A favorite image in the pop psychology and self-help literature is that of a flower or a weed growing out of a crack of a concrete city sidewalk. I think of the analogy sometimes when I sweep my driveway and walks. The cement is still fairly new, yet, there are a few places where hardy weeds have made a home.
I think it’s interesting that such tender things as plants can take root in hard substances such as concrete and rocks. It’s even more interesting how they can actually break up the same hard surfaces. Geologists and botonists have shown that plants have contributed to the breaking down of large rocks into smaller stones and eventually even smaller particles.
All plants need is enough organic matter trapped inside of a small dent or crack to begin their little lives. If they’re sturdy enough, the roots will find imperfections. Over time, this activity will force the crack to become larger. As the root system becomes stronger and larger, the rock or cement crumbles under the strain. There are other plants that use minerals from the hard surface as nutrients. They are able to extract those from rock, which in turn, weakens the rock.
As a metaphor, this action has been interpreted in a few ways by writers and thinkers throughout the ages. The most popular one is that we can use seemingly impossible, hard situations as a way to personal growth. The roots pressing against the crack in the rock can be compared to weight-lifting on a physical level or building courage on a mental level.
You might also think of an adverse situation as food for growth. We learn from difficult or hard problems. If life is too easy, we won’t become strong or smart. I like both comparisons a lot. Thinking of them can keep me on track when I’m going through some sort of crisis or hardship.
The saying about crisis situations says, “…between a rock and a hard place.” My own personal saying is, “…between a rock and a soft place.”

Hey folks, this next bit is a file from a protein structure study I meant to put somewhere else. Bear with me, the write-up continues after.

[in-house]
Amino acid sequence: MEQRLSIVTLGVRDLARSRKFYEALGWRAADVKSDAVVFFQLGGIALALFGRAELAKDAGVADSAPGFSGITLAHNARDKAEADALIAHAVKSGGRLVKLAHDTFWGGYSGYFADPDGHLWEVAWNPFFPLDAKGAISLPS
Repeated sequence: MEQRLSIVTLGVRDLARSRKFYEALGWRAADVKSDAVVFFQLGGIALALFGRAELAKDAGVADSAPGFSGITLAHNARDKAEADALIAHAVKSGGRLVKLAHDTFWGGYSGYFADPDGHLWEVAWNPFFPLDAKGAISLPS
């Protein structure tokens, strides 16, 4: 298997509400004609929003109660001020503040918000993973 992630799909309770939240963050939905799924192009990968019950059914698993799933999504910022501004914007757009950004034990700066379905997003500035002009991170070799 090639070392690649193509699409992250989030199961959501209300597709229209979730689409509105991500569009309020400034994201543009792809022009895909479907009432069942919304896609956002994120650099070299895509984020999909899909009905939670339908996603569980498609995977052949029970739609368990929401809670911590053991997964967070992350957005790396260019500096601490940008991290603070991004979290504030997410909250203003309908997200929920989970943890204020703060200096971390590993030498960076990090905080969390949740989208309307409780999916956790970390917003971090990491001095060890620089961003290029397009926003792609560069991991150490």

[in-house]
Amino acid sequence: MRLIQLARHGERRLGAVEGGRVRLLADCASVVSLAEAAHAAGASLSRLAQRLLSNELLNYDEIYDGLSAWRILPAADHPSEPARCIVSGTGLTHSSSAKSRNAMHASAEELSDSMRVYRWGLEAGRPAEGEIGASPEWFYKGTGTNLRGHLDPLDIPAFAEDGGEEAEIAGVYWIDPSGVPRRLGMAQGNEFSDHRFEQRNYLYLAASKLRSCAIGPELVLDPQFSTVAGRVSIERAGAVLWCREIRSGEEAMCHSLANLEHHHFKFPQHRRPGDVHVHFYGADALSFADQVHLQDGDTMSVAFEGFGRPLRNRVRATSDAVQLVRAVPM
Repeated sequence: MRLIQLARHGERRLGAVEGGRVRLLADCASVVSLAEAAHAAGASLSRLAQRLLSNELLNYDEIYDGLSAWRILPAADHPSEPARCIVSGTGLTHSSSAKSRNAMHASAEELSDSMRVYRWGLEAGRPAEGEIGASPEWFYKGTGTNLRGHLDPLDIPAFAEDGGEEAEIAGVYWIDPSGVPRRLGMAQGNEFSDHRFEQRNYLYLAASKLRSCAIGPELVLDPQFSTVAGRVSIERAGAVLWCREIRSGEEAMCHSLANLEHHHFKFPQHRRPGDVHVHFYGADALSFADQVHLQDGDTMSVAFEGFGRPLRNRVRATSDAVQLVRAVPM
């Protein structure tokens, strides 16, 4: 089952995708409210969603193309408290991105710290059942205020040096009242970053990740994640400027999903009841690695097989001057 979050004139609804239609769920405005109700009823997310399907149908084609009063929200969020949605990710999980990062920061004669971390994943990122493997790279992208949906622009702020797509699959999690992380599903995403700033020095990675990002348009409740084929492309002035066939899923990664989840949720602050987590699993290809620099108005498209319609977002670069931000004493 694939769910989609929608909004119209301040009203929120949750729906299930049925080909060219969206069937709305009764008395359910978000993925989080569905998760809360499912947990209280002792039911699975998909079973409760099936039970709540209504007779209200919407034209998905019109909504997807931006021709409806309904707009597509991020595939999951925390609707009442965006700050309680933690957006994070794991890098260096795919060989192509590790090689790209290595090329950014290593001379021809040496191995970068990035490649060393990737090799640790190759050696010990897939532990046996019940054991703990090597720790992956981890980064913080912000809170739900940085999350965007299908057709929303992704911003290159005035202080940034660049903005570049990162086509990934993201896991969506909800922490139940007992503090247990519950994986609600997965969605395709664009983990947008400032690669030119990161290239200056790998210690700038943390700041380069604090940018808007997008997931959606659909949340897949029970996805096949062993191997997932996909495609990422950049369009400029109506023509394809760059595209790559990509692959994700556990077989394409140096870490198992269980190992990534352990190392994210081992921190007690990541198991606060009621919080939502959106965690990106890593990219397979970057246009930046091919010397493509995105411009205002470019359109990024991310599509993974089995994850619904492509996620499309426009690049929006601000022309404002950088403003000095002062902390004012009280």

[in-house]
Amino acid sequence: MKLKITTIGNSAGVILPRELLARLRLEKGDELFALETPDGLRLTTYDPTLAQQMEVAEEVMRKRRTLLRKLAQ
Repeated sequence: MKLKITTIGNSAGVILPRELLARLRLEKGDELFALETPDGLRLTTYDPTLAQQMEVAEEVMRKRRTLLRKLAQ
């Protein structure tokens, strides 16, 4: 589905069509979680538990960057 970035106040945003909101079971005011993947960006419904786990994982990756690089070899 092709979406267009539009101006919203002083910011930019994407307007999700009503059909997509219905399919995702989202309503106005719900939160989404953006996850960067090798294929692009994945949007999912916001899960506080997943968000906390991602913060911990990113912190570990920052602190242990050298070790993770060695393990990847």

You can be confronted with a hard problem or life situation. But us humans are soft, squishy beings. We somehow manage to overcome most of our hard problems with our relatively soft muscles, put in motion by our soft brain tissue. When you think about this activity, you become amazed. As a soft, vulnerable species, we’ve managed to literally move mountains and build grand monuments.
Another, lesser known comparison is a bit deeper. As a society, we like to have instant results regarding just about everything in life. The problem with that mindset is that we don’t take the time to properly prepare the rocky mindscape before we initiate an activity. To grow a garden of tasty fruits and veggies, we need to till the ground so that the seeds will germinate. The prepared surface will enable the plants to thrive; to give us food.
By learning to practice compassion, acceptance, love and contemplation, we are able to plant the seeds for a happy, fulfilling, wholesome life. When we all till the hard surfaces of our minds and cultivate the fruitful qualities, society harvests a harmonious, free, happy civilization that blooms and blooms with benefits for all.
A society that fails to go beyond hard, inflexible attitudes and opinions is unable to nurture the fruits and flowers of true love and compassion. All the society will see is superficial imitations of cooperation and love. No more than that.
When we do not nourish ourselves on love, acceptance and compassion, we gorge ourselves on self-centeredness and agression. The inflexible attitudes and opinions only give rise to another dark age.
If we want ourselves and society to flourish and thrive, those of us who can grow in the hard places must not only feel our way with our roots; but we must blossom and bear compassionate, accepting and loving fruits. To do that, we need to remember to till our hard minds with mindfulness and awareness.
The Blue Jay of Happiness quotes Seneca the Younger today. “No tree becomes rooted and sturdy unless many a wind assails it. For by its very tossing, it tightens its grip and plants its roots more securely; the fragile trees are those that have grown in a sunny valley.”